For the six-month period ended June 30, 2019, the company said it improved its working capital deficiency by $56,525,771 and recorded cash on hand as at June 30, 2019 of $22,574,722.

It also said that it incurred net exploration and evaluation expenditures of $5,256,609 during the six-month period ended June 30, 2019 primarily due to activities being undertaken to satisfy work commitments under CRI's Corentyne Block Petroleum Agreement.


Story by Kiana Wilburg from Kaieteur News

kaieteurnewsonline.com
08 04 2019

________________________


We invite you to join us as a sponsor.

Circulated Videos, Articles, Opinions and Reports which carry your name and brand are used to target Entrepreneurs through our site, promoting your organization’s services. The opportunity is to insert in our stories pages short attention-grabbing videos, or to publish your own feature stories.

________________________

Copyright© 1999-2019 Petroleumworld or respective author or news agency. All rights reserved.

We welcome the use of Petroleumworld™ (PW) stories by anyone provided it mentions Petroleumworld.com as the source.

Other stories you have to get authorization by its authors. Internet web links to http://www.petroleumworld.com are appreciated.

Petroleumworld welcomes your feedback and comments, share your thoughts on this article, your feedback is important to us!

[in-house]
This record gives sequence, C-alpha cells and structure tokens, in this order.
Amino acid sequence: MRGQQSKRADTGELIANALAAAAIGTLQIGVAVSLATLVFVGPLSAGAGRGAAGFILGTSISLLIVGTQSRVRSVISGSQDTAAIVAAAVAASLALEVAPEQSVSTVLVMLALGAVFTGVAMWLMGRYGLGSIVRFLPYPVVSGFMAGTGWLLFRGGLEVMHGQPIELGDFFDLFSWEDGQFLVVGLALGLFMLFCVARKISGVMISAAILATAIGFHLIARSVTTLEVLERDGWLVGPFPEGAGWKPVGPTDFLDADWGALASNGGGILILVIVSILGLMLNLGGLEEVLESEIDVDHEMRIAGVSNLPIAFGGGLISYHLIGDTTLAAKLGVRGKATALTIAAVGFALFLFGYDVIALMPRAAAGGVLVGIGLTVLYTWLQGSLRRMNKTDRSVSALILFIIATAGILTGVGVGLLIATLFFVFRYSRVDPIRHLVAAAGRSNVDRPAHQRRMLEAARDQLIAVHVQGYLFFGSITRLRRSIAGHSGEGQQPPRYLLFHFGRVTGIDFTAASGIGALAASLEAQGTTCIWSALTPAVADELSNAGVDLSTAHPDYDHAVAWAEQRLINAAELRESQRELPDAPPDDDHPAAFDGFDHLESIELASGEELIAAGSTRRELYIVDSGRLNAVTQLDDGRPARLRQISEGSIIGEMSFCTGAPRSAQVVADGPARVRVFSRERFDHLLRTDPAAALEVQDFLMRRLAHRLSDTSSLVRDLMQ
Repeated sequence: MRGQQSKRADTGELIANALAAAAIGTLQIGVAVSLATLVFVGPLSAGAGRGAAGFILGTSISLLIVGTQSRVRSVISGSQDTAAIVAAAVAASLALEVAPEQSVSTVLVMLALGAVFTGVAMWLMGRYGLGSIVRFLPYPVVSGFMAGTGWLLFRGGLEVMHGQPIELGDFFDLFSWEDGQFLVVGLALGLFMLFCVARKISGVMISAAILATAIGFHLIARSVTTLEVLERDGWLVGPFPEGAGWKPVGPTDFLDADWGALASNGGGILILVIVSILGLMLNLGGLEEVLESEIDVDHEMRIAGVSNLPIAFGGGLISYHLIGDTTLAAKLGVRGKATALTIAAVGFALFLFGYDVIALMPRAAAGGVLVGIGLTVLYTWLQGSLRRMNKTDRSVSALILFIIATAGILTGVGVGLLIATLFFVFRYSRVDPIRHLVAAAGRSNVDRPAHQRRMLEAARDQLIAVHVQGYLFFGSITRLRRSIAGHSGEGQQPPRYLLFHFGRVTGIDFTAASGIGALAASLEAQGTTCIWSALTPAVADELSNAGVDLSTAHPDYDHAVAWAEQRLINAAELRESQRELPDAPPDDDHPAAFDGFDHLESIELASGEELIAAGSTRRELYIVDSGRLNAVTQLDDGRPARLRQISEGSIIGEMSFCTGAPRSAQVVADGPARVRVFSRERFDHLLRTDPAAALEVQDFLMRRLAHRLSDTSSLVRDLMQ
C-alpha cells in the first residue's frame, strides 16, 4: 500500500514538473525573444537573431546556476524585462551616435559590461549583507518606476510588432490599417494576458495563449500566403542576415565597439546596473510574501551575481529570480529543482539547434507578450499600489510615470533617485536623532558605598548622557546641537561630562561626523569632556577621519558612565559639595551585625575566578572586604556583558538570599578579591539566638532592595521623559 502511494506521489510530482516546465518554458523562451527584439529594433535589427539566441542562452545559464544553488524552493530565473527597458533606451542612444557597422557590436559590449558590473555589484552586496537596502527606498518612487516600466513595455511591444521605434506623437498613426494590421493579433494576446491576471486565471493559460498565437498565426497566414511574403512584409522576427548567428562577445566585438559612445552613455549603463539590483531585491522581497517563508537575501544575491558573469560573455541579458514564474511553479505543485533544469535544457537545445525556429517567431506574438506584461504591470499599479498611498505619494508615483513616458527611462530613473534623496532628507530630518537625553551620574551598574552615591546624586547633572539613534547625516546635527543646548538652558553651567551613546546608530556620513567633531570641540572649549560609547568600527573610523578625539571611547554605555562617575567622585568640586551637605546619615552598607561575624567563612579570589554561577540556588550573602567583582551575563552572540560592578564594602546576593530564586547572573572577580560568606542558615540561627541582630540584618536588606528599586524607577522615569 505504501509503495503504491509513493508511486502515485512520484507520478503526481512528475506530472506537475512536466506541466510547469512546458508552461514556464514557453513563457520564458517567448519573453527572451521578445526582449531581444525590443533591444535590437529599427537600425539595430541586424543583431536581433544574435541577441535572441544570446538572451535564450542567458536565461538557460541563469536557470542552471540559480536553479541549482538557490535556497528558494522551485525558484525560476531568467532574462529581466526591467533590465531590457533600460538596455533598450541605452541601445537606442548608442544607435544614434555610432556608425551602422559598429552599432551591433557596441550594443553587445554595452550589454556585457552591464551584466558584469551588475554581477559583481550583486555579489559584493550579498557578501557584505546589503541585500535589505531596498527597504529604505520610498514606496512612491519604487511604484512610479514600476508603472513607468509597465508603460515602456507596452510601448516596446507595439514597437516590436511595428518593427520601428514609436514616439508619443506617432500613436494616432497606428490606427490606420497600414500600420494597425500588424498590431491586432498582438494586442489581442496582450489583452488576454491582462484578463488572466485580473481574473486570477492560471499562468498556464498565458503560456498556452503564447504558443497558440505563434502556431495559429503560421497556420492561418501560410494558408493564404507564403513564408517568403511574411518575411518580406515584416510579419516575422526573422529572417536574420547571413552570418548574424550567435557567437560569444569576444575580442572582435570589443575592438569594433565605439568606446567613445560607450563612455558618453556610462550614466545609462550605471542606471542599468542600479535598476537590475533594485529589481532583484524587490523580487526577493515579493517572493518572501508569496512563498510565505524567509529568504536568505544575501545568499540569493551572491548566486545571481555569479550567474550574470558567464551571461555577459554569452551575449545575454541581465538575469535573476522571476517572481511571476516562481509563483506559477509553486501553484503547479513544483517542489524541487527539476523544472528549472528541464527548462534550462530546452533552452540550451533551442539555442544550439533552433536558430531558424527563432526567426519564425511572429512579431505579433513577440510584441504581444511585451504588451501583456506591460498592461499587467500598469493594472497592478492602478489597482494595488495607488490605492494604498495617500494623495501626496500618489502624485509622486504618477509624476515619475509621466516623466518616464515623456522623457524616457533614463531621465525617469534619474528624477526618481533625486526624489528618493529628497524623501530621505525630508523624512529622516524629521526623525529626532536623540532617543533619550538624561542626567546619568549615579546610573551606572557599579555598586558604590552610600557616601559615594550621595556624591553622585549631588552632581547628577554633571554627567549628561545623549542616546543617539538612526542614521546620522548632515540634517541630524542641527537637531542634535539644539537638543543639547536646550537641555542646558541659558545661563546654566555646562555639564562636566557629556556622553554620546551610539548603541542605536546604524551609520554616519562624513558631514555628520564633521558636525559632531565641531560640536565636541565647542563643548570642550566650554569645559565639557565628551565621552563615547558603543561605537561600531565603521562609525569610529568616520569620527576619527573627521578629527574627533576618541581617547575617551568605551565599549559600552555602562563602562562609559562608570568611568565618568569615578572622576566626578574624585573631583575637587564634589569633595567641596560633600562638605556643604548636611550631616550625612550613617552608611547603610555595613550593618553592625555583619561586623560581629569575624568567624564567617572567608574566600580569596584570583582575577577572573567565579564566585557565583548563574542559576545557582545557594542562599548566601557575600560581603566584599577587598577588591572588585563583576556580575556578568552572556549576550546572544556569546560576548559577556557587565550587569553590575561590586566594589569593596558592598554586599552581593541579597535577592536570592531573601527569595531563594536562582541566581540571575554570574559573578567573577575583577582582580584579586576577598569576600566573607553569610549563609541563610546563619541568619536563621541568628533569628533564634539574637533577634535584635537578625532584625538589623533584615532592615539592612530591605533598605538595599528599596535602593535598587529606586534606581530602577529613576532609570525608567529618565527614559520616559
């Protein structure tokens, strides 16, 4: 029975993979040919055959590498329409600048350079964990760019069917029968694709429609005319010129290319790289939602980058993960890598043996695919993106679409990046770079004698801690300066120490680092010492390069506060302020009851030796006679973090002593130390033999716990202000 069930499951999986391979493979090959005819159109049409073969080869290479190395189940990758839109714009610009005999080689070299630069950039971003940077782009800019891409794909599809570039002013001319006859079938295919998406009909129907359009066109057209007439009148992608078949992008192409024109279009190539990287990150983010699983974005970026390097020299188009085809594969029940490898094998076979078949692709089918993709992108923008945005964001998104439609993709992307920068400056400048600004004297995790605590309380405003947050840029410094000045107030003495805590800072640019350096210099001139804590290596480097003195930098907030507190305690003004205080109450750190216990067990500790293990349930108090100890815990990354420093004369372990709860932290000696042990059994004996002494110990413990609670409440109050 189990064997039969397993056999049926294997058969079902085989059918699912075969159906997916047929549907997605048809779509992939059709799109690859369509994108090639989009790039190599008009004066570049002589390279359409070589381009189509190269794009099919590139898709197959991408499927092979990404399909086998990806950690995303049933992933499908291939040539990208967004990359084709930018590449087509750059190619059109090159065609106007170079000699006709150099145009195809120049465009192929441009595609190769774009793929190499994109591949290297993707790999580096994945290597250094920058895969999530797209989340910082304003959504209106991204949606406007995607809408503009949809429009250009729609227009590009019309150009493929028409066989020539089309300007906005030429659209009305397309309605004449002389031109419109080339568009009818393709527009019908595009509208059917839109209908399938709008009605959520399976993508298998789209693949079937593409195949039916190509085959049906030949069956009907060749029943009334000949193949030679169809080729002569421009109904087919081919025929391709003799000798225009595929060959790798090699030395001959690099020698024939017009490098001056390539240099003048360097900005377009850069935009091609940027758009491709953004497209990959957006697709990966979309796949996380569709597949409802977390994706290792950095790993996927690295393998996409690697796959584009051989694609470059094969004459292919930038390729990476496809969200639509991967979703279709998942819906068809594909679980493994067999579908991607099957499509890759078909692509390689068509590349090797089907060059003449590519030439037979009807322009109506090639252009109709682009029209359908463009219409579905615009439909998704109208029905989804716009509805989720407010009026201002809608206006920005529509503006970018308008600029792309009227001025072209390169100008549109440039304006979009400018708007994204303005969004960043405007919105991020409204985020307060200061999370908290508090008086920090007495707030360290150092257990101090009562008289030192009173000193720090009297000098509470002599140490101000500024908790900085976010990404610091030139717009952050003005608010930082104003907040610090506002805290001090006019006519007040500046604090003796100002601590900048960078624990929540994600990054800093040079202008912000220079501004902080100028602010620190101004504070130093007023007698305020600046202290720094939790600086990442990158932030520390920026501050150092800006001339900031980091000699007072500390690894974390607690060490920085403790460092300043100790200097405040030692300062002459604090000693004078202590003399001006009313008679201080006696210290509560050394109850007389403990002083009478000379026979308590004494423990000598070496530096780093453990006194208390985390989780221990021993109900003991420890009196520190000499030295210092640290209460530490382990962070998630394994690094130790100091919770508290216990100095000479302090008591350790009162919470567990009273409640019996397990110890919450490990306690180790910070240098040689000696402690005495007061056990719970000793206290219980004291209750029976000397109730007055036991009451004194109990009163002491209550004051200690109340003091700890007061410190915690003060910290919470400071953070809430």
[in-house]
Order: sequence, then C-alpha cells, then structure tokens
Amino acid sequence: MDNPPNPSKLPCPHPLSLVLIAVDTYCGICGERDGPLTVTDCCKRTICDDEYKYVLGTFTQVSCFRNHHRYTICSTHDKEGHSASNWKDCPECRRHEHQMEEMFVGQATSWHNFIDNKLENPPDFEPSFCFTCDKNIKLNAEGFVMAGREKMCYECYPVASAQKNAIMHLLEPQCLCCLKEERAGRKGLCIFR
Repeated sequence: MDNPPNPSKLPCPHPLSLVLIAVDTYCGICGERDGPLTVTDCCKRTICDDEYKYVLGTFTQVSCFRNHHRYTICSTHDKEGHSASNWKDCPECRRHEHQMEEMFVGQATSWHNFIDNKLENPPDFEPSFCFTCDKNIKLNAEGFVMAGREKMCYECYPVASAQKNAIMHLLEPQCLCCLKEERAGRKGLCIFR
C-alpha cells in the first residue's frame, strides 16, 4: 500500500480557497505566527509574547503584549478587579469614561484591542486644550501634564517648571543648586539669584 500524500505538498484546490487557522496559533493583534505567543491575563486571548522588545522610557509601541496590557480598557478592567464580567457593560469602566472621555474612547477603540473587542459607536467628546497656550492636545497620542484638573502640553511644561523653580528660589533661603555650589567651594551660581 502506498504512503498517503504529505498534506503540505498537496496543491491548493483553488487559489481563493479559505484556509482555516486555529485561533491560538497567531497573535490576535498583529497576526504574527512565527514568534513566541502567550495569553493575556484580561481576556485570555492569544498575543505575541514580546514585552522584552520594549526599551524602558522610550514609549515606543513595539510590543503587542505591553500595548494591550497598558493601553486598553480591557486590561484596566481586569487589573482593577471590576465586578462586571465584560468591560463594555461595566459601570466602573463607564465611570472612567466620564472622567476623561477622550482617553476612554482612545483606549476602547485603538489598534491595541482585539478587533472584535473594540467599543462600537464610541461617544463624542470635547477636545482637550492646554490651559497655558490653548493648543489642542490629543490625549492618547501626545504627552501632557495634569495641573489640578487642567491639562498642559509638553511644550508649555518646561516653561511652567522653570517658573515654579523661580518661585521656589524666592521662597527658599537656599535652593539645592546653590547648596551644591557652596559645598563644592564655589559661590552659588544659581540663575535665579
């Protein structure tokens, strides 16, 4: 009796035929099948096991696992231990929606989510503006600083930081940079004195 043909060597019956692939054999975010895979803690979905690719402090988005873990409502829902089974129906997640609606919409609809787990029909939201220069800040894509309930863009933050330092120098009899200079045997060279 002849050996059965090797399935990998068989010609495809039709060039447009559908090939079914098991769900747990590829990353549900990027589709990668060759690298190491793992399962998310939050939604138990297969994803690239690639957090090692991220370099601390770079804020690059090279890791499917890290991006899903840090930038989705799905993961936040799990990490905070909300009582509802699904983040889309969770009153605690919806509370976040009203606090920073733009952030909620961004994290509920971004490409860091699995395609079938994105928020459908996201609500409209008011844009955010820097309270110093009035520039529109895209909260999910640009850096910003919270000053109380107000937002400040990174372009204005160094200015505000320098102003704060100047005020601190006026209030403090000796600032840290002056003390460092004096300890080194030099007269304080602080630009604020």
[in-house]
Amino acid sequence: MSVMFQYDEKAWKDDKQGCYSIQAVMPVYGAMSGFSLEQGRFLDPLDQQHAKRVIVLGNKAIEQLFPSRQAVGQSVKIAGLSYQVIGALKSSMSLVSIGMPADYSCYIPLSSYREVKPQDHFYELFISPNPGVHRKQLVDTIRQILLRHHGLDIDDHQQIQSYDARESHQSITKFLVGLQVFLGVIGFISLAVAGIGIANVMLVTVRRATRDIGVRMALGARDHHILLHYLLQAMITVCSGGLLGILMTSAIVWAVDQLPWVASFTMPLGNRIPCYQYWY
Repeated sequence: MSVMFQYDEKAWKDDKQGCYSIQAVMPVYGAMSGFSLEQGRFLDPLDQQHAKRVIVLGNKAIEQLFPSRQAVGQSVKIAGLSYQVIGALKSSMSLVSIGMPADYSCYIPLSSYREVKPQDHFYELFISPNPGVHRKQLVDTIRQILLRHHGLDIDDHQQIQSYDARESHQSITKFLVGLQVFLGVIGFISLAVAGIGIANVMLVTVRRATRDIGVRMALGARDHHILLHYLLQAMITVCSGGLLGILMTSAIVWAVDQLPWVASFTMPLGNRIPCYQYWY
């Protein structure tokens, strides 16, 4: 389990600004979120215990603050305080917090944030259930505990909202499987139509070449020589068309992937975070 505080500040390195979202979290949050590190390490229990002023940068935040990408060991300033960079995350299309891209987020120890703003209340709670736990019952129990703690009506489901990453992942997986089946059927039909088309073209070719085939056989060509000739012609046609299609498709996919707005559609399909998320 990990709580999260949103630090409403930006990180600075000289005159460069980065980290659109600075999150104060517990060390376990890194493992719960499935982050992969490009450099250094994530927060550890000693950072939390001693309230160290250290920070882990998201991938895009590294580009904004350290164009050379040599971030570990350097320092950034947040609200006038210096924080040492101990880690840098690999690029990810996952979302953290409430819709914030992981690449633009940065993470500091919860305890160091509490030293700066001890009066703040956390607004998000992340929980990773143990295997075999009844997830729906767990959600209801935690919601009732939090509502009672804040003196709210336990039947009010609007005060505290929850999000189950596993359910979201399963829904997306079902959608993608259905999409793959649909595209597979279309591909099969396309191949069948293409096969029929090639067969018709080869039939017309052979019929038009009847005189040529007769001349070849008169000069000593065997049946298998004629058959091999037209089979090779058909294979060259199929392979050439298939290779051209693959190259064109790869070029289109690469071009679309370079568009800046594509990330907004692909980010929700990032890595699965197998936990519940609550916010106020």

We invite all our readers to share with us
their views and comments about this article.

 

Write to editor@petroleumworld.com

By using this link, you agree to allow PW
to publish your comments on our letters page.

Any question or suggestions,
please write to: editor@petroleumworld.com

Best Viewed with IE 5.01+ Windows NT 4.0, '95,
'98,ME,XP, Vista, Windows 7,8,10 +/ 800x600 pixels

Twitter: @petroleumworld1

 

TOP

Contact: editor@petroleumworld.com,

Editor & Publisher:Elio Ohep/
Contact Email: editor@petroleumworld.com

CopyRight © 1999-2019 Petroleumworld- All Rights Reserved. Legal Information

PW in Top 100 Energy Sites

CopyRight©1999-2019, Petroleumworld ™  / Elio Ohep - All rights reserved

This site is a public free site and it contains copyrighted material the use of which has not always been specifically authorized by the copyright owner.We are making such material available in our efforts to advance understanding of business, environmental, political, human rights, economic, democracy, scientific, and social justice issues, etc. We believe this constitutes a 'fair use' of any such copyrighted material as provided for in section 107 of the US Copyright Law. In accordance with Title 17 U.S.C. Section 107, the material on this site is distributed without profit to those who have chosen to view the included information for research, information, and educational purposes. For more information go to: http://www.law.cornell.edu/uscode/17/107.shtml. If you wish to use copyrighted material from this site for purposes of your own that go beyond 'fair use', you must obtain permission fromPetroleumworld or the copyright owner of the material.